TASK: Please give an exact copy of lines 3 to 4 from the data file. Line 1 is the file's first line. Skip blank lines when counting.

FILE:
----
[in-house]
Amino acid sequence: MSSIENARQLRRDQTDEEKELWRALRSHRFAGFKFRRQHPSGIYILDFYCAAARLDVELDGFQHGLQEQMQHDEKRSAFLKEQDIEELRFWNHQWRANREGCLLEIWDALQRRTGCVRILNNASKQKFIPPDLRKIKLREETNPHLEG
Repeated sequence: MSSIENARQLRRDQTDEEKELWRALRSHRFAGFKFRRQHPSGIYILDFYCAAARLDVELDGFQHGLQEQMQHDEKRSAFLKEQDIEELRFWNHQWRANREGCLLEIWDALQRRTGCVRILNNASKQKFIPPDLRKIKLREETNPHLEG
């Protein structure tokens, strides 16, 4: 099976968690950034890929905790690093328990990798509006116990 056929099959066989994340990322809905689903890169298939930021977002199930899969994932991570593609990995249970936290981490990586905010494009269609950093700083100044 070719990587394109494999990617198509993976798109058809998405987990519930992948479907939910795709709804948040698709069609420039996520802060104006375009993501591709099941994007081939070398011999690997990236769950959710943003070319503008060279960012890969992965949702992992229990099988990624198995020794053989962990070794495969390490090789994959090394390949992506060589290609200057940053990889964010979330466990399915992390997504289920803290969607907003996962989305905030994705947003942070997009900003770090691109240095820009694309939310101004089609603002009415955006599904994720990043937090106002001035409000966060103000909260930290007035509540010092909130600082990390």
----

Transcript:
Repeated sequence: MSSIENARQLRRDQTDEEKELWRALRSHRFAGFKFRRQHPSGIYILDFYCAAARLDVELDGFQHGLQEQMQHDEKRSAFLKEQDIEELRFWNHQWRANREGCLLEIWDALQRRTGCVRILNNASKQKFIPPDLRKIKLREETNPHLEG
């Protein structure tokens, strides 16, 4: 099976968690950034890929905790690093328990990798509006116990 056929099959066989994340990322809905689903890169298939930021977002199930899969994932991570593609990995249970936290981490990586905010494009269609950093700083100044 070719990587394109494999990617198509993976798109058809998405987990519930992948479907939910795709709804948040698709069609420039996520802060104006375009993501591709099941994007081939070398011999690997990236769950959710943003070319503008060279960012890969992965949702992992229990099988990624198995020794053989962990070794495969390490090789994959090394390949992506060589290609200057940053990889964010979330466990399915992390997504289920803290969607907003996962989305905030994705947003942070997009900003770090691109240095820009694309939310101004089609603002009415955006599904994720990043937090106002001035409000966060103000909260930290007035509540010092909130600082990390």